This February, Cherokee Women’s Health celebrates American Heart Health Month. After all, moms-to-be aren’t just keeping one heart healthy. From the first time you hear your baby’s heartbeat, your own is racing with anticipation, joy, and more than a few nerves. Keep your heart strong during pregnancy by taking care of your body and your health.

Nutrition During Pregnancy
Every pregnancy is different, and as a mom-to-be, you need your own, doctor-recommended diet to ensure you and your baby get all the nutrients you need. But refocusing on diet and exercise helps you maintain your weight, limit the effects of post-partum, and keep your baby growing strong.

Eat high fiber grains and nuts
Get plenty of omega-3 fatty acids from olive oil and pregnancy-safe fish like salmon
Avoid salt, which can increase blood pressure
Do several low-to-moderate intensity workouts each week, unless your doctor recommends rest
Avoid eating or drinking caffeine, which can cause irregular heartbeats

Avoid Consuming Caffeine
Caffeine increases your blood pressure and heart rate — bad news for both your pregnancy and your heart health. Not only can it lead to dehydration, caffeine crosses the placenta to your baby, who can’t yet metabolize it . Most women know to avoid major sources of caffeine like coffee during pregnancy, but you may not realize how many of your favorite craving snacks sneak caffeine into the mix.

Caffeine is found in:

  • Tea
  • Soda
  • Coffee (even decaf!)
  • Chocolate
  • Energy-enhancing foods and drinks (such as energy water or fortified foods)
  • Coffee or chocolate flavored ice cream
  • Some over-the-counter pain relievers like Excedrin

While it’s considered safe to consume small amounts of caffeine during pregnancy, it’s easy to lose track. Talk to your doctor about how much caffeine is safe for you and your baby during your pregnancy.

Heart Disease and Pregnancy
If you’ve ever been diagnosed with heart disease, high blood pressure, or have had cardiac symptoms such as chest pain, shortness of breath or palpitations, alert both your cardiologist and your OB-GYN. List all medications you’re taking, and make sure none of them will have adverse side effects on your baby’s development.

For more information on health during pregnancy, contact Cherokee Women’s Health.
 

Pregnancy Image

December 16, 2015

dr-hale-sunburst-pngTalking Veggies with Dr. Hale
We recently sat down with Dr. Hale to chat with her about her nutrition journey. Always a proponent of healthy eating, Dr. Hale began eating a plant-based diet last fall. She was enthusiastic about the positive results from her new eating habits, and shared the surprising connections between diet and “classic” female health issues, ranging from polycystic ovaries to adult acne, and even heavy, painful periods.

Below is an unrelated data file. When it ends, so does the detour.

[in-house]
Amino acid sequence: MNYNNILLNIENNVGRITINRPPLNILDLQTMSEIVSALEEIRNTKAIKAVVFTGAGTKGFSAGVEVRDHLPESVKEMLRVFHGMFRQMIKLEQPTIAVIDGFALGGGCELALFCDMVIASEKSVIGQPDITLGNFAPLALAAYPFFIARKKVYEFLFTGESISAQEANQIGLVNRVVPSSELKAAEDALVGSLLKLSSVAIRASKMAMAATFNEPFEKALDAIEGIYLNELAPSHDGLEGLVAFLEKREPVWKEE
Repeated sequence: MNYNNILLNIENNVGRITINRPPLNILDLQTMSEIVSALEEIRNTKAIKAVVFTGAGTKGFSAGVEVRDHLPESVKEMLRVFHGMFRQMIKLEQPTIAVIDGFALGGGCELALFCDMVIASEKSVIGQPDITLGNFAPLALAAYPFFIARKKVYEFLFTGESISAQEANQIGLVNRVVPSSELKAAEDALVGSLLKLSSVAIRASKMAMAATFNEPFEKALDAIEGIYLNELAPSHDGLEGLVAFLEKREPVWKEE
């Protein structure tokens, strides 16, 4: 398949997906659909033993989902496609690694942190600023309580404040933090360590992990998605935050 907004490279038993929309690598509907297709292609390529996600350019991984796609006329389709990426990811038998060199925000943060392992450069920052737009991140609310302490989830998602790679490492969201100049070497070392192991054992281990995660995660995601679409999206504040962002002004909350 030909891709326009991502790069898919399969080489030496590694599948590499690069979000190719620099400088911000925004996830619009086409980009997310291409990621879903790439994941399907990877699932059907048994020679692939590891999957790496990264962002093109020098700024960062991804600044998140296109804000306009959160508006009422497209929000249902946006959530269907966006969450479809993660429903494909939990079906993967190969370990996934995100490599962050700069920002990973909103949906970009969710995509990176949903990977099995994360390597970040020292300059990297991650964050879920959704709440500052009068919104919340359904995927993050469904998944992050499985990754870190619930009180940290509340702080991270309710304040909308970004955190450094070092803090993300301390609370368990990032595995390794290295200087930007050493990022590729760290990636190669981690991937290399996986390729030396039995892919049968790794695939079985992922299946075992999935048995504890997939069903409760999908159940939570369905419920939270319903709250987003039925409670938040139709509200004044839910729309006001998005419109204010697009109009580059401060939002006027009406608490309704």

Pegan Dish PhotoThe Unhealthy Vegan – Go “Pegan”
Specifically, Dr. Hale’s diet can be referred to as a whole food, plant-based diet with an emphasis on whole grains, fruits, vegetables and legumes. “This is an important clarification,” she said, “because it is often confused with a vegan diet.” Her diet is not vegan; as vegan diets can still consist of a lot of processed, unhealthy foods.

A “pegan” diet is low glycemic, still high in vegetables and fruits, but allows for a small amount of high quality organic meats or low mercury, low toxin fish. Here, meat is used more as a condiment rather than the main feature. This is Dr. Hale’s second choice as an ideal diet. Her preference is still a completely plant based diet.

What advice would you give to others for transitioning to a plant-based diet?
The big thing is to consider food as medicine. (There’s lots of emerging evidence on this topic.) So if health is a priority, you need to be more attentive to what you’re putting into your body. If you try to have a more plant-forward diet (having more of your meals and more of your plate consist of vegetables), you are likelier to get a healthy dose of antioxidants and other things that help your body naturally detox.

Pegan Dish PhotoWhen I’m counseling patients about making a lifestyle change, I get them to look at lifestyle changes that will improve their health in the long-term.

When I was younger I had very heavy, painful periods. One of my main goals for transitioning to a plant based diet was to improve my periods as well as my overall health.

What are the benefits for women who choose to eat a plant-based diet?
While not everyone is guaranteed to have the same results, women with endometriosis can benefit from avoiding red meat and dairy as a means to reduce inflammation in their body. Many women with PCOS (polycystic ovarian syndrome) can improve their hormone balance through a low glycemic, plant based diet. A plant based diet is also a great strategy for achieving and maintaining a healthy weight. It also can reduce their risk for heart disease, which is the leading cause of death for women in the United States.